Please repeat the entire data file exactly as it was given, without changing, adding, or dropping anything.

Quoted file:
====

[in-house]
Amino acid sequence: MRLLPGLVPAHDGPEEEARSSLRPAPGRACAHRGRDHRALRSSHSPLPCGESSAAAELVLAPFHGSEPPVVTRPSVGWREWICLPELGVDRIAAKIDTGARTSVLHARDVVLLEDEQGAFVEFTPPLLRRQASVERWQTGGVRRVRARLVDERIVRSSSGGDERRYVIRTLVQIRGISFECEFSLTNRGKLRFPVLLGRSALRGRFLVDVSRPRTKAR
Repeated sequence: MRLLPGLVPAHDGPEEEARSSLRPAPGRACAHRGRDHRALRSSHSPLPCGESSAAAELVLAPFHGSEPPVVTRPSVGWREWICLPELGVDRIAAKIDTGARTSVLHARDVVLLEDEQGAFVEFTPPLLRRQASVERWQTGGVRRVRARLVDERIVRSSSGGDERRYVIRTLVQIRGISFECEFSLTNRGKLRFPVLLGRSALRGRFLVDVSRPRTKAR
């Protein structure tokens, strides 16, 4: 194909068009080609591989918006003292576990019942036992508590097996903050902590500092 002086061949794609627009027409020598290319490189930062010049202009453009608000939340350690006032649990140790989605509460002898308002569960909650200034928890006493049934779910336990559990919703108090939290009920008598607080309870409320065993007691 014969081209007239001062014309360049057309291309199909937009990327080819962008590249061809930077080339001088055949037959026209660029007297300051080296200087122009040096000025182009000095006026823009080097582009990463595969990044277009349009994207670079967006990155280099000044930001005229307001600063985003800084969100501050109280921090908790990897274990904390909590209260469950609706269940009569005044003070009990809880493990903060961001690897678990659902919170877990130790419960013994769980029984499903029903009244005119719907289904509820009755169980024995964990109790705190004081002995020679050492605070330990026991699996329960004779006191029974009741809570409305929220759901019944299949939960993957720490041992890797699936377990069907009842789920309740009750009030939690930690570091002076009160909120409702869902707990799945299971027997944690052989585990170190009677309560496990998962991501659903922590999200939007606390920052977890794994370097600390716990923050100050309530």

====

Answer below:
[in-house]
Amino acid sequence: MRLLPGLVPAHDGPEEEARSSLRPAPGRACAHRGRDHRALRSSHSPLPCGESSAAAELVLAPFHGSEPPVVTRPSVGWREWICLPELGVDRIAAKIDTGARTSVLHARDVVLLEDEQGAFVEFTPPLLRRQASVERWQTGGVRRVRARLVDERIVRSSSGGDERRYVIRTLVQIRGISFECEFSLTNRGKLRFPVLLGRSALRGRFLVDVSRPRTKAR
Repeated sequence: MRLLPGLVPAHDGPEEEARSSLRPAPGRACAHRGRDHRALRSSHSPLPCGESSAAAELVLAPFHGSEPPVVTRPSVGWREWICLPELGVDRIAAKIDTGARTSVLHARDVVLLEDEQGAFVEFTPPLLRRQASVERWQTGGVRRVRARLVDERIVRSSSGGDERRYVIRTLVQIRGISFECEFSLTNRGKLRFPVLLGRSALRGRFLVDVSRPRTKAR
């Protein structure tokens, strides 16, 4: 194909068009080609591989918006003292576990019942036992508590097996903050902590500092 002086061949794609627009027409020598290319490189930062010049202009453009608000939340350690006032649990140790989605509460002898308002569960909650200034928890006493049934779910336990559990919703108090939290009920008598607080309870409320065993007691 014969081209007239001062014309360049057309291309199909937009990327080819962008590249061809930077080339001088055949037959026209660029007297300051080296200087122009040096000025182009000095006026823009080097582009990463595969990044277009349009994207670079967006990155280099000044930001005229307001600063985003800084969100501050109280921090908790990897274990904390909590209260469950609706269940009569005044003070009990809880493990903060961001690897678990659902919170877990130790419960013994769980029984499903029903009244005119719907289904509820009755169980024995964990109790705190004081002995020679050492605070330990026991699996329960004779006191029974009741809570409305929220759901019944299949939960993957720490041992890797699936377990069907009842789920309740009750009030939690930690570091002076009160909120409702869902707990799945299971027997944690052989585990170190009677309560496990998962991501659903922590999200939007606390920052977890794994370097600390716990923050100050309530």